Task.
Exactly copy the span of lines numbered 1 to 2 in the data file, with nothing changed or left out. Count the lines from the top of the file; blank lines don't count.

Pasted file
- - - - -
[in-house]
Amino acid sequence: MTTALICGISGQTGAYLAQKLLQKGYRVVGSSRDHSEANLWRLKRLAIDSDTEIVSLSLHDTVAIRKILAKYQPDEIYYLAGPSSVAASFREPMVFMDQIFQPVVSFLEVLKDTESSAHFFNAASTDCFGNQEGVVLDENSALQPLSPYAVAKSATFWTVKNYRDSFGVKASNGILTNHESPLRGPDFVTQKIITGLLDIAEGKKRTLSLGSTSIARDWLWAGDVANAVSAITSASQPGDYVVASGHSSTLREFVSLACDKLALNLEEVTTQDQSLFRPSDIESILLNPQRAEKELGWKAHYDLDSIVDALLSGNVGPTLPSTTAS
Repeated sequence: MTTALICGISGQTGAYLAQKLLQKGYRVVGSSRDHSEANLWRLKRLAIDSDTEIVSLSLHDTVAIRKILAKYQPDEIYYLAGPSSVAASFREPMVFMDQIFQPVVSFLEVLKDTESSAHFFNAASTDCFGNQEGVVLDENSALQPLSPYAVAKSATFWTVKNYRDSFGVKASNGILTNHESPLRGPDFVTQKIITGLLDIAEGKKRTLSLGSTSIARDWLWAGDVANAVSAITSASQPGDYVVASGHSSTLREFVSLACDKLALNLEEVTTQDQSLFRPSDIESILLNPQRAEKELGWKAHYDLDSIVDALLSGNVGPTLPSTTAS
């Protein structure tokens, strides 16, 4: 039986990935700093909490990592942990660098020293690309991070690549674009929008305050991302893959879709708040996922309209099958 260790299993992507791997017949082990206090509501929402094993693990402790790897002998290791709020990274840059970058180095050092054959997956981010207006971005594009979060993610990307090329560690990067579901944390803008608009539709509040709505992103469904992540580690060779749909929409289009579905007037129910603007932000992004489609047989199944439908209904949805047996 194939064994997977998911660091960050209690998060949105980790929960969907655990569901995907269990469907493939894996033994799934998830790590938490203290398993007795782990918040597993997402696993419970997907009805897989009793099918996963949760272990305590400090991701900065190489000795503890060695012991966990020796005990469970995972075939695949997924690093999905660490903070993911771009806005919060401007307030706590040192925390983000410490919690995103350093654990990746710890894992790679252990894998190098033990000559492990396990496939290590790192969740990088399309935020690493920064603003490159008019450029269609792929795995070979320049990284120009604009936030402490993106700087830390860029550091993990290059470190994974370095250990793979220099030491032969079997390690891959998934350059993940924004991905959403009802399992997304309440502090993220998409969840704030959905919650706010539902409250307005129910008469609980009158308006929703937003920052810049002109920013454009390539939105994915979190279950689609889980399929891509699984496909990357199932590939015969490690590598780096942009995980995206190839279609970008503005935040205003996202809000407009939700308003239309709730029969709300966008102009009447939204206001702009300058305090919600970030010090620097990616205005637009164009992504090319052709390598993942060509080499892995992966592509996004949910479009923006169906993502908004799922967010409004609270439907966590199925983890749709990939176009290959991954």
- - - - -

[in-house]
Amino acid sequence: MTTALICGISGQTGAYLAQKLLQKGYRVVGSSRDHSEANLWRLKRLAIDSDTEIVSLSLHDTVAIRKILAKYQPDEIYYLAGPSSVAASFREPMVFMDQIFQPVVSFLEVLKDTESSAHFFNAASTDCFGNQEGVVLDENSALQPLSPYAVAKSATFWTVKNYRDSFGVKASNGILTNHESPLRGPDFVTQKIITGLLDIAEGKKRTLSLGSTSIARDWLWAGDVANAVSAITSASQPGDYVVASGHSSTLREFVSLACDKLALNLEEVTTQDQSLFRPSDIESILLNPQRAEKELGWKAHYDLDSIVDALLSGNVGPTLPSTTAS